In May 2021, a team of astronomers made an exceedingly rare discovery: an extremely high-energy cosmic ray beaming from outer space — which, confusingly, seemed to be coming from nowhere in particular.

"When I first discovered this ultra-high-energy cosmic ray, I thought there must have been a mistake, as it showed an energy level unprecedented in the last three decades," said Osaka Metropolitan University associate professor Toshihiro Fujii, author of a new paper published in the journal Science, in a statement.

Fuji was referring to the "Oh-My-God" particle, which was detected back in October 1991 and remains the highest-energy cosmic ray ever detected.

Cosmic rays are highly charged subatomic particles from outer space that can reach energy levels roughly a million times higher than those produced by the most powerful particle accelerators ever built back on Earth.

Despite their incredible power, their origins have remained a complete mystery. A perfect example? That 2021 cosmic ray, which was named after the Japanese Sun goddess Amaterasu.

"No promising astronomical object matching the direction from which the cosmic ray arrived has been identified, suggesting possibilities of unknown astronomical phenomena and novel physical origins beyond the Standard Model," said Fuji in the statement.

Fuji has been collaborating with an international team of scientists known as the Telescope Array experiment. Since 2008, the team has been chasing ultra-high-energy cosmic rays using a Utah-based observatory made up of 507 surface detectors spread out over 270 square miles.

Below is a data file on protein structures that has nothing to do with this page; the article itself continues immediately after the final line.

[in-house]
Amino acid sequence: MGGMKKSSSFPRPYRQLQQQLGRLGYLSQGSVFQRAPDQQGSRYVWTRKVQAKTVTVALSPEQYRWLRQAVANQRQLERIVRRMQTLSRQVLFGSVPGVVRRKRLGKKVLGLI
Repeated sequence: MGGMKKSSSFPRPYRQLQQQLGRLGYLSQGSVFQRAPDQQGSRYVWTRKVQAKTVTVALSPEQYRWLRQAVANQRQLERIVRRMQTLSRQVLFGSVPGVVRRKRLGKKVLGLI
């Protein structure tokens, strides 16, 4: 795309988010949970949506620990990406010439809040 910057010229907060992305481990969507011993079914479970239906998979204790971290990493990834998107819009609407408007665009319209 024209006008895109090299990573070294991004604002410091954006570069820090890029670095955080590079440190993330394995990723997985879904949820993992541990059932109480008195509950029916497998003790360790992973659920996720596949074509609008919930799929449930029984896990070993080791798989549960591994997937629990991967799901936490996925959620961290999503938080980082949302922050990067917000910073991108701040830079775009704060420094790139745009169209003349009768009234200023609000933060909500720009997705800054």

That's where they detected the extraordinary 2021 Amaterasu signal. At 240 exa-electronvolts, it was so powerful that it rivals the 1991 "Oh-My-God" particle, which was measured at around 320 exa-electronvolts.

Despite being the second most powerful cosmic ray ever detected, Fuji and his team ran into trouble trying to pinpoint the source of Amaterasu. According to the team's calculations, the ray came from a relatively empty corner of the universe that's home to only a few spread-out galaxies.

"There was nothing," Fuji told Nature.

That perplexing conclusion led the team to suggest that our understanding of how magnetic fields can influence the path of these cosmic rays before reaching the Earth may be inherently flawed. In other words, Amaterasu may have come from an entirely different region.

"We think we’ve got good estimates, but maybe we’re wrong," Clancy James, an astronomer at Curtin University in Perth, Australia, who was not involved in the research, told Nature.

Even events like supernovas are "nowhere near energetic enough for this," said coauthor and Telescope Array co-spokesperson John Matthews in a university press release. "You need huge amounts of energy, really high magnetic fields to confine the particle while it gets accelerated."

Another possibility: entirely unknown physical processes could allow these rays to cover even longer distances than previously thought.

"These events seem like they’re coming from completely different places in the sky," said coauthor and University of Utah professor John Belz in the press release. "It’s not like there’s one mysterious source."

"It could be defects in the structure of spacetime, colliding cosmic strings," he added. "I mean, I’m just spit-balling crazy ideas that people are coming up with because there’s not a conventional explanation."

For now, Fuji and his colleagues hope to glean more insights into these mysterious particles after upgrading the Telescope Array to make it four times as sensitive.

But whether they'll have a second chance to detect another cosmic ray nearly as powerful as Aamterasu remains to be seen.

More on cosmic rays: Scientists Puzzled by Weird "Strands" at the Center of Our Galaxy

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